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NGT directs UP government to ensure no trees are cut near Taj Mahal

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Agra: The National Green Tribunal (NGT) has directed the Uttar Pradesh government to ensure that no unauthorised construction activities are permitted and no trees are cut in the Eco-sensitive zone near the Taj Mahal.

Photo: marginalmatters.in
Photo: marginalmatters.in

In its interim order, the NGT on Monday directed the Uttar Pradesh government to set the boundaries of the forest land and reserved forest areas in the 10,400 sq. km Taj Trapezium Zone in Agra, Mathura, and Firozabad districts.

The NGT was responding to the M.C. Mehta report on cutting of trees near the Taj Mahal and on forest land in Baburpur village’s Sikandra area.

M.C. Mehta, the commissioner appointed by the NGT, in his interim report said a preliminary survey suggested that there had been a “removal of forest area”.

The NGT said “The commissioner further submited that the area which has been affected by the deforestation is within 500 meters of the Taj Trapezium Zone, the green belt area created as directed by the Supreme Court of India, and adjacent villages which he visited.

“It is specifically mentioned in the report that builders have started raising huge constructions in these areas and even on the bank of river Yamuna.”

The NGT asked the state government to ensure that there was no cutting of trees or removal of any kind of greenery from the Taj Tapezium Zone.

NGT chairperson Justice Swatantra Kumar chided the Uttar Pradesh government for mis-managing Taj Mahal’s Eco-sensitive zone and allowing constructions in the Yamuna flood plains.

Environmentalists here welcomed the order and pressed for early action by district authorities to curb builders and colonizers who had grabbed huge chunks of Yamuna flood plains in Vrindavan, Mathura, and Agra.

The Braj Bachao Samiti in Mathura submitted a memorandum to the Mathura Vrindavan Development Authority to demolish all illegal buildings in the flood plain areas.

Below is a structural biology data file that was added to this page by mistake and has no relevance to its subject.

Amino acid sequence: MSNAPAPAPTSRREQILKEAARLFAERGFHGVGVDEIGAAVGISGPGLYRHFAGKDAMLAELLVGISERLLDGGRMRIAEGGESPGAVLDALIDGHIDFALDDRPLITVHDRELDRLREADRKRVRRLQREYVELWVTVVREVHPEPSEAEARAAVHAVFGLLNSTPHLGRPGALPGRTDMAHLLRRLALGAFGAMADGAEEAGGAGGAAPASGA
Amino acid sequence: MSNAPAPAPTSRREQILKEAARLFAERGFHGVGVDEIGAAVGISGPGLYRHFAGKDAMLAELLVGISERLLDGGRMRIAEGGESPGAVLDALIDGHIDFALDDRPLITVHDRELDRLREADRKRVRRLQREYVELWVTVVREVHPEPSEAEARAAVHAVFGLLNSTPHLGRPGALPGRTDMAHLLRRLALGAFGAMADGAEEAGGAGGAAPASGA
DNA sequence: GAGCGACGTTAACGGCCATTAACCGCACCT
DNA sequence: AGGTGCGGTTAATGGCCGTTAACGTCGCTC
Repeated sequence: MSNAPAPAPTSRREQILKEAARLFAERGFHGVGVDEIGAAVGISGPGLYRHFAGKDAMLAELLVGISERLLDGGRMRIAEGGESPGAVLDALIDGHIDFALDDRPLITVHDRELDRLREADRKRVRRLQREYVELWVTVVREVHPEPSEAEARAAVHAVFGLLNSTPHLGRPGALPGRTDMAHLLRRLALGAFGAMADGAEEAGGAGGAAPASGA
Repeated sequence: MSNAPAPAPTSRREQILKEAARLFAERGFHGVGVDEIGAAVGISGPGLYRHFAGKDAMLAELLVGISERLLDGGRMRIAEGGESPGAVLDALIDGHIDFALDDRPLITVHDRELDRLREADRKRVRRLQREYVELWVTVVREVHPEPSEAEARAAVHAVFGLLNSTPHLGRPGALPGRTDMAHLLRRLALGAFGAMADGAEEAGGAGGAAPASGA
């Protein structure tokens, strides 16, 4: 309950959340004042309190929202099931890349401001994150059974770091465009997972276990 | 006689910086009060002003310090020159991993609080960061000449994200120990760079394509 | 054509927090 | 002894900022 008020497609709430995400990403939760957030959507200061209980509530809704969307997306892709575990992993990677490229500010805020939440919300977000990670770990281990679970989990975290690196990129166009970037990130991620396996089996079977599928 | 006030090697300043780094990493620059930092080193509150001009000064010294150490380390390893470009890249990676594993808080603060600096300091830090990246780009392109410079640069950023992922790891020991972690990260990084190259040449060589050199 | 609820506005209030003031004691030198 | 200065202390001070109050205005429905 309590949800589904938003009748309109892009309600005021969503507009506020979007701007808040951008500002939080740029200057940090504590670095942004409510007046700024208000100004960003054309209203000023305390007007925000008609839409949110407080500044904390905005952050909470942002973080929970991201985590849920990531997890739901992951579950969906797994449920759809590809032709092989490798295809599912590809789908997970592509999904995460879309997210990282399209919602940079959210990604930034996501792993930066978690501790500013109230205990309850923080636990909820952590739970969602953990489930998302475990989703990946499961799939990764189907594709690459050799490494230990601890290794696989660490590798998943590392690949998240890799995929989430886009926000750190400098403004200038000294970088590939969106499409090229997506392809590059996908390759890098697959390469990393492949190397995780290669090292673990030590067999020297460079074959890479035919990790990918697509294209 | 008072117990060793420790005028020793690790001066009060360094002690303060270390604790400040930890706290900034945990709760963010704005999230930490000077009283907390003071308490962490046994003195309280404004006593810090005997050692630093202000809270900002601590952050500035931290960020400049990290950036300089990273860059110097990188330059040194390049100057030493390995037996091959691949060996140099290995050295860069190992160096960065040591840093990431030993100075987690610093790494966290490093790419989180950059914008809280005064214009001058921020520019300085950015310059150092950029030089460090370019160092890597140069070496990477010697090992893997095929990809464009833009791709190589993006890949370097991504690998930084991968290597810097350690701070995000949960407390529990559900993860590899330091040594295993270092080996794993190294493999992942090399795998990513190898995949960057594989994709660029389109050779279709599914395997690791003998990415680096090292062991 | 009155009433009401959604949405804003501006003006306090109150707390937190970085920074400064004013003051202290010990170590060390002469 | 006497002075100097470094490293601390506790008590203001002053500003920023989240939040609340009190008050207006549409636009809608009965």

(IANS)

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Taj Mahal: Honey Bees at Historical Monument Alarm Tourists

A proposal with estimates of expenditure is pending at the headquarters for some months

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Though many complaints have been lodged by the visitors in the past, the Archaeological Survey of India (ASI) has not taken the threat seriously. Pixabay

Honey bees at the iconic Taj Mahal and other historical monuments in the city continue to alarm tourists.

Though many complaints have been lodged by the visitors in the past, the Archaeological Survey of India (ASI) has not taken the threat seriously, according to the tourist guides.

ASI sources said that a proposal with estimates of expenditure is pending at the headquarters for some months.

A local resident has even complained to the Ministry of Culture, demanding the immediate removal of beehives at the Taj which pose a threat to the safety of tourists.

Taj Mahal, Honey Bees, Historical
Honey bees at the iconic Taj Mahal and other historical monuments in the city continue to alarm tourists. Pixabay

Tourist guide Ved Gautam told IANS that beehives have always been there but precautionary measures were taken to ensure the safety of the visitors.

The one at the Mehmankhana (guest house) on the east side of Taj Mahal has always been there, as also the one at the entrance gate of Akbar’s tomb, Gautam said.

Old timers recalled several attacks by bees, which caused panic. Only last year, bees attacked visitors at the royal gate entrance to the Taj Mahal.

“Bees attack only when there is serious provocation from someone. In normal circumstances, they mind their own business,” a retired ASI staffer said.

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Not just bees, dogs and monkeys also continue to be a major nuisance at the Taj. Few days ago, photos of stray dogs loitering in the Taj were widely circulated on social media. Last year, there was a huge controversy over some CISF personnel being given catapult training to shoo away the simians. (IANS)